The #MeToo Movement
As more and more Hollywood actresses share their stories about sexual harassment and gender bias, women in other industries—including the medical field and even those as specialized as otolaryngology—are opening up about similar experiences. The scenarios run the gamut.
Sujana S. Chandrasekhar, MD, past president of American Academy of Otolaryngology-Head and Neck Surgery and director of New York Otology, recalled being asked by men interviewing her for residency positions if she was dating, engaged, or married. “It was really ridiculous, but of course I didn’t respond by saying that he wasn’t supposed to ask me such questions, because he was in a position of power,” she said. “I didn’t feel comfortable saying that.”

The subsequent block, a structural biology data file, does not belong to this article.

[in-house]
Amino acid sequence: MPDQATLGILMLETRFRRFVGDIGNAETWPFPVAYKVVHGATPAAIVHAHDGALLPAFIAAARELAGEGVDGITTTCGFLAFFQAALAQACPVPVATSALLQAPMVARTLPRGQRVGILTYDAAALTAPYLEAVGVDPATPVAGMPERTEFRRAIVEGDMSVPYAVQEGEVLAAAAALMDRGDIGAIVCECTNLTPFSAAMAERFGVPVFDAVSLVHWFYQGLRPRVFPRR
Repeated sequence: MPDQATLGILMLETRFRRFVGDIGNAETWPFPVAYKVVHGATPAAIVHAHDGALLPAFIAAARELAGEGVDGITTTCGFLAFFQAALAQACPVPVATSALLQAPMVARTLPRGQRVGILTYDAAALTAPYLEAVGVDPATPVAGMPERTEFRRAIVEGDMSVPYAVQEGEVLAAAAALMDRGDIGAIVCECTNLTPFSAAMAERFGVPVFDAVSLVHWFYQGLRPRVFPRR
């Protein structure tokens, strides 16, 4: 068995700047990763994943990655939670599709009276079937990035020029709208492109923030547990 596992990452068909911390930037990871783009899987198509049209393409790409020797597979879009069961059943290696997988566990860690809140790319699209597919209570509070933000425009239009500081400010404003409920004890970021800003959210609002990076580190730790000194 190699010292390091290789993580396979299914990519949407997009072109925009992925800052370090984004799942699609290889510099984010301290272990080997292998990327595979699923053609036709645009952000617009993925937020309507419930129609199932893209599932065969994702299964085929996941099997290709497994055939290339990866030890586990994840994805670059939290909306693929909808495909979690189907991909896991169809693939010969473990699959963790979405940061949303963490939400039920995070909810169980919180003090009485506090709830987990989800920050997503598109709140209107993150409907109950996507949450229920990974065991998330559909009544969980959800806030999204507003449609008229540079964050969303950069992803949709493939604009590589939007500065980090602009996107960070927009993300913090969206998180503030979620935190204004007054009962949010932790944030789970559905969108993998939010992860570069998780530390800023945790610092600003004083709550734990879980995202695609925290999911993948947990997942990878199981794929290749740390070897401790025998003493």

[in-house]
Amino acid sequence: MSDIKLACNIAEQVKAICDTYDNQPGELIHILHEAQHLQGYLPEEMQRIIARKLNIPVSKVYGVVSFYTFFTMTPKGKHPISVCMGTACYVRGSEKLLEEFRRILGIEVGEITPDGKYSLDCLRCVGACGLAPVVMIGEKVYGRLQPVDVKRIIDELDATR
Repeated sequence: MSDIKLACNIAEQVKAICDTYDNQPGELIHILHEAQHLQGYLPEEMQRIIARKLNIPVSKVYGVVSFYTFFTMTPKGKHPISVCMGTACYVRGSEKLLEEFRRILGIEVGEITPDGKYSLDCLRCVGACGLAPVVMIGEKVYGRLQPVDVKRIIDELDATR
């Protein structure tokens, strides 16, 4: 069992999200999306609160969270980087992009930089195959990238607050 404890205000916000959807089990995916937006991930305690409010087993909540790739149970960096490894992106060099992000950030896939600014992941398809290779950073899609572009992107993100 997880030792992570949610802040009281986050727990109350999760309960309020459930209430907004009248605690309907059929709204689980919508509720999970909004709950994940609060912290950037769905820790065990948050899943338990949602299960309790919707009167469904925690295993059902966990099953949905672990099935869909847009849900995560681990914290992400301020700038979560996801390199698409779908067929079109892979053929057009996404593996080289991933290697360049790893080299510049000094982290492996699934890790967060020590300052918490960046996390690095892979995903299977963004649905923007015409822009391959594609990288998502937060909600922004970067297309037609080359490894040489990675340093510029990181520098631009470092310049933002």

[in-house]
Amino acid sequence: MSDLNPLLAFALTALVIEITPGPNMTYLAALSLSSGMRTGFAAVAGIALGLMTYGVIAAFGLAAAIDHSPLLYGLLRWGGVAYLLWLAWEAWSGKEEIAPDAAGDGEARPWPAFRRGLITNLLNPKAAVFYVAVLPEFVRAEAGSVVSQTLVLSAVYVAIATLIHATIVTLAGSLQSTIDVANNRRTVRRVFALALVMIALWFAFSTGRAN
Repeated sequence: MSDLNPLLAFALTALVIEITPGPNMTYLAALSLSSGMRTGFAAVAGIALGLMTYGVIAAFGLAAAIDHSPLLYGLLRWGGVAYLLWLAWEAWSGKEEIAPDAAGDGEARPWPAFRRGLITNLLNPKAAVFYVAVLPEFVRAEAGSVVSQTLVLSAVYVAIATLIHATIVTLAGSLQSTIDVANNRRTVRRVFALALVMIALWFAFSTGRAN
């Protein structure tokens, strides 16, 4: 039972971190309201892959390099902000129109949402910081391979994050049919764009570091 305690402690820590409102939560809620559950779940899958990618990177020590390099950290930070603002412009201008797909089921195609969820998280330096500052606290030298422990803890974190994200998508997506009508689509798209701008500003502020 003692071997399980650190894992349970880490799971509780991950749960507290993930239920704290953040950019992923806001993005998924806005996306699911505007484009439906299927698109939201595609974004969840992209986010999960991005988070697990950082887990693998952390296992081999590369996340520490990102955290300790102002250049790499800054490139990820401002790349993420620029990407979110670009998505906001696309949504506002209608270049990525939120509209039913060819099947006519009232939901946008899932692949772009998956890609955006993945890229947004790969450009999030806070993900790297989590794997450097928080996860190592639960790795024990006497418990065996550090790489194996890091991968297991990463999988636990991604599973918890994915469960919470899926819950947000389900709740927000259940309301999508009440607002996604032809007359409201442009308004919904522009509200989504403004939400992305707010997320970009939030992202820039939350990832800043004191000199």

Dr. Chandrasekhar also believes that men view men and women with younger children differently. “A man with children is viewed as someone with solid character who will stick around for the long run, while a woman [with children] is viewed as someone on the ‘mommy track’ who will either stop working or reduce her hours to part-time,” she said. “I remember telling a chairman I was pregnant, and his response was, ‘You’re going to ruin another summer for me.’”